Geochemist Jonathan Patchett of the University of Arizona disagrees, however, saying it is unnecessary for a river to have dispersed this sediment in the Jurassic — as it had already been done. In a 1999 Science study, he and colleagues used neodymium isotope data from shale formations to show that fine-grained sediment from the East was already swamping both sides of the continent well before the Mesozoic.

“A lot of the material from the Caledonian and Appalachian mountains got to the western side of North America a lot earlier than the Navajo sandstone, essentially 350 to 400 million years ago,” Patchett says. And, he adds, if fine-grained mud had already made it out West, then probably so too had the coarser-grained sediment that would become the Navajo sandstone. The only way a later river system would be needed, Patchett says, is if normal erosive processes transported only the mud particles and left the sand behind.



During the Jurassic, the whole Rocky Mountain area was once a giant erg.

Many of the grains are hematite stained. How did ground water stain these so evenly? And where did the iron come from? Do you find free universal iron throughout sand?


Yes...

Navajo Sandstone

The iron in these strata originally arrived via the erosion of iron-bearing silicate minerals. Initially, this iron accumulated as iron-oxide coatings, which formed slowly after the sand had been deposited. Later, after having been deeply buried, reducing fluids composed of water and hydrocarbons flowed through the thick red sand which once comprised the Navajo Sandstone. The dissolution of the iron coatings by the reducing fluids bleached large volumes of the Navajo Sandstone a brilliant white. Reducing fluids transported the iron in solution until they mixed with oxidizing groundwater. Where the oxidizing and reducing fluids mixed, the iron precipitated within the Navajo Sandstone. Depending on local variations within the permeability, porosity, fracturing, and other inherent rock properties of the sandstone, varying mixtures of hematite, goethite, and limonite precipitated within spaces between quartz grains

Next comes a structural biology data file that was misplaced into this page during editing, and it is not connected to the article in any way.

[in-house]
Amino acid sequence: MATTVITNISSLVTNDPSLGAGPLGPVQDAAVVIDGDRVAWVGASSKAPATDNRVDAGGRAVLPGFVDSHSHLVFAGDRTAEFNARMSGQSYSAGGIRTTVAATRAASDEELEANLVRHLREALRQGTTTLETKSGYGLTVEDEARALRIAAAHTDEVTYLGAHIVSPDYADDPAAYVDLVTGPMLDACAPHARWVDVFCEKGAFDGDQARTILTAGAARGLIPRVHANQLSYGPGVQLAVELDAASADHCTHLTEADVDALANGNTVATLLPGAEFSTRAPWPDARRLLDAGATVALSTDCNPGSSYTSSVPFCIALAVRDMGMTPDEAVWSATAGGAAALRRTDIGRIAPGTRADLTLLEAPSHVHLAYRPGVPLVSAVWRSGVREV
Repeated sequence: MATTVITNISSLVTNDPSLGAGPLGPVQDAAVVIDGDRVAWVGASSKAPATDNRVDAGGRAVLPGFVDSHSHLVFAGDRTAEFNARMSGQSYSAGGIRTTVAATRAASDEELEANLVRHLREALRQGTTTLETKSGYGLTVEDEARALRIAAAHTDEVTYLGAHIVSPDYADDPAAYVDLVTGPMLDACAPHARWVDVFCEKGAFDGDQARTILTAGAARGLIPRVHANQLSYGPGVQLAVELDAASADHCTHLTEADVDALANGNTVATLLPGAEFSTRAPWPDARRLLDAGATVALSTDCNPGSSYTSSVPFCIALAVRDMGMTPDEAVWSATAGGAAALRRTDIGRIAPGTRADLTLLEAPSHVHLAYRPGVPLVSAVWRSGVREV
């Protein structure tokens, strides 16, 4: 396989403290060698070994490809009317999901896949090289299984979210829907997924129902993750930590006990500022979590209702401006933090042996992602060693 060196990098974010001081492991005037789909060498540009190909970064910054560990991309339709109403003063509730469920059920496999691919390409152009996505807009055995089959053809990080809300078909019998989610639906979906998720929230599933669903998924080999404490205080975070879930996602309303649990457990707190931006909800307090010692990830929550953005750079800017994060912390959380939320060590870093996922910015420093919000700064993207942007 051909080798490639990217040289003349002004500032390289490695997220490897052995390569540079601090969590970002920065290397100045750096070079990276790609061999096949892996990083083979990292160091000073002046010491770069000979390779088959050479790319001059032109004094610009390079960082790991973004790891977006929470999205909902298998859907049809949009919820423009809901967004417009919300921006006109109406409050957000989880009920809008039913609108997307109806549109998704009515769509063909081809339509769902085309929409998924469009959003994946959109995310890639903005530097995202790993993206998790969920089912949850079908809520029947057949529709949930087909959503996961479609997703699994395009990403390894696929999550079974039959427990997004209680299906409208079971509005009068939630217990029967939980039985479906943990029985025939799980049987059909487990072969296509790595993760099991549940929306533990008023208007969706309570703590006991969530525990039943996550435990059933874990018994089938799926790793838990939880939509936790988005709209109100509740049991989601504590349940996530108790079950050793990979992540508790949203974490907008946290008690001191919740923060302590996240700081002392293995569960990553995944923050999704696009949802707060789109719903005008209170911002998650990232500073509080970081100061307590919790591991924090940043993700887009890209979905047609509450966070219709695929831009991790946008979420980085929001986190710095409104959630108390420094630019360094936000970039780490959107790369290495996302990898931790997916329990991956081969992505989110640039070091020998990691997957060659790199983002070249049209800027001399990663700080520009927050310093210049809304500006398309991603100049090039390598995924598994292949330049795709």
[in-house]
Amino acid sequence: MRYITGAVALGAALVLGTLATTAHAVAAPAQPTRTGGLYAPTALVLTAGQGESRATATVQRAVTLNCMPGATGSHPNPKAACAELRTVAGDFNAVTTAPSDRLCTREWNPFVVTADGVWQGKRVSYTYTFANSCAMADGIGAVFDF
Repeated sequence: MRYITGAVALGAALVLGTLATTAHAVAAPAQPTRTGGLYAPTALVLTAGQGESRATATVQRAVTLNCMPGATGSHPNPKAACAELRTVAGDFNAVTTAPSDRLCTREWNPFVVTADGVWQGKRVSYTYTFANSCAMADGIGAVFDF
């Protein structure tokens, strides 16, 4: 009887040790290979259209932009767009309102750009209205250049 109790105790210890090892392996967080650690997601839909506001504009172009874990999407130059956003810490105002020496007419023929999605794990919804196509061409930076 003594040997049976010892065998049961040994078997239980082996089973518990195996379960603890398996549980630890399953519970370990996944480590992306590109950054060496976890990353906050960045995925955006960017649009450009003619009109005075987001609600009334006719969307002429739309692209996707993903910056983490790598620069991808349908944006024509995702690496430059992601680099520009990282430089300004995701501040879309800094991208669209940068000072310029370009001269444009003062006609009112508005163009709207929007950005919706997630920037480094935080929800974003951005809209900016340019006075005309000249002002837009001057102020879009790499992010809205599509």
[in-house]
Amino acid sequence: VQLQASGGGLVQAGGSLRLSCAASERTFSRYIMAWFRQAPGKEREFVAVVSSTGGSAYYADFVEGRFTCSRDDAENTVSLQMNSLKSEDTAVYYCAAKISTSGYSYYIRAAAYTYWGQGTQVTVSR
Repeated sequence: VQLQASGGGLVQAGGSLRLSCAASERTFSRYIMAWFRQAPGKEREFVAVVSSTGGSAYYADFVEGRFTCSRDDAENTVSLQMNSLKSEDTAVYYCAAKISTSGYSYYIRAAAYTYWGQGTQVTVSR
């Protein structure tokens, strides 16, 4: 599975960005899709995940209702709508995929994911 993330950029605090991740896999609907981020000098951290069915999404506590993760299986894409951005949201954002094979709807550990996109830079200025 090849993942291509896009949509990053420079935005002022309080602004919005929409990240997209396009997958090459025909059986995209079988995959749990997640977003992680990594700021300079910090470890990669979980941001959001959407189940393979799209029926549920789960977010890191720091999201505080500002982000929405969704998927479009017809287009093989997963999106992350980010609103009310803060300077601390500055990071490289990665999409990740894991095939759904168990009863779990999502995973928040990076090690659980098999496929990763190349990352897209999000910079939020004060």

#45 Geode

Geode

    Member

  • Banned
  • PipPipPip
  • 612 posts
  • Gender:Male
  • Age: 60
  • Mormon
  • Theistic Evolutionist
  • Bangkok, Thailand

Posted 01 February 2011 - 07:59 AM

Since you have made a current reply, and I think I have posted at length in reply to AFJ in different threads regarding every topic he raises yet again here, I feel no compelling need to add anything.

#46 AFJ

AFJ

    AFJ

  • Veteran Member
  • PipPipPipPip
  • 1,625 posts
  • Gender:Male
  • Location:Baton Rouge, LA
  • Interests:Bible, molecular biology, chemistry, mineralogy, geology, eschatology, history, family
  • Age: 51
  • Christian
  • Young Earth Creationist
  • Baton Rouge, LA

Posted 02 February 2011 - 07:50 AM

...Wind doesn't do that?...blow sand? ...move deserts?

City swallowing sand dunes

Mauritania Dune Migration
Posted Image

Tracing the Navajo Sandstone
During the Jurassic, the whole Rocky Mountain area was once a giant erg.
Yes...

Navajo Sandstone

View Post